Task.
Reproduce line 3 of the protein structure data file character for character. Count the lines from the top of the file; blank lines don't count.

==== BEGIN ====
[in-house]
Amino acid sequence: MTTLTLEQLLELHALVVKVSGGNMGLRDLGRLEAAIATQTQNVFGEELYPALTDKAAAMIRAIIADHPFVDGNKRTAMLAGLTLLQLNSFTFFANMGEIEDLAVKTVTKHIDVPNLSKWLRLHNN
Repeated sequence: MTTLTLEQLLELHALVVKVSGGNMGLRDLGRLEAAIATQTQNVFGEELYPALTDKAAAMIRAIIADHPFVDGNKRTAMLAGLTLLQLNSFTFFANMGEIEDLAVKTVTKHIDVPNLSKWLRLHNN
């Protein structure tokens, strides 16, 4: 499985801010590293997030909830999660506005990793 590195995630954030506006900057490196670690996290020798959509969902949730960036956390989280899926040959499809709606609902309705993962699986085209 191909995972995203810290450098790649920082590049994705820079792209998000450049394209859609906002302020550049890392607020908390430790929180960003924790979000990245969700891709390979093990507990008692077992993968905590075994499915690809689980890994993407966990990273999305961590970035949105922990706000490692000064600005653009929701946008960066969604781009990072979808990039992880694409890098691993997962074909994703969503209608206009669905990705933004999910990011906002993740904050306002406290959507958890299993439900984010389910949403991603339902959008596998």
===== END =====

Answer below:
Repeated sequence: MTTLTLEQLLELHALVVKVSGGNMGLRDLGRLEAAIATQTQNVFGEELYPALTDKAAAMIRAIIADHPFVDGNKRTAMLAGLTLLQLNSFTFFANMGEIEDLAVKTVTKHIDVPNLSKWLRLHNN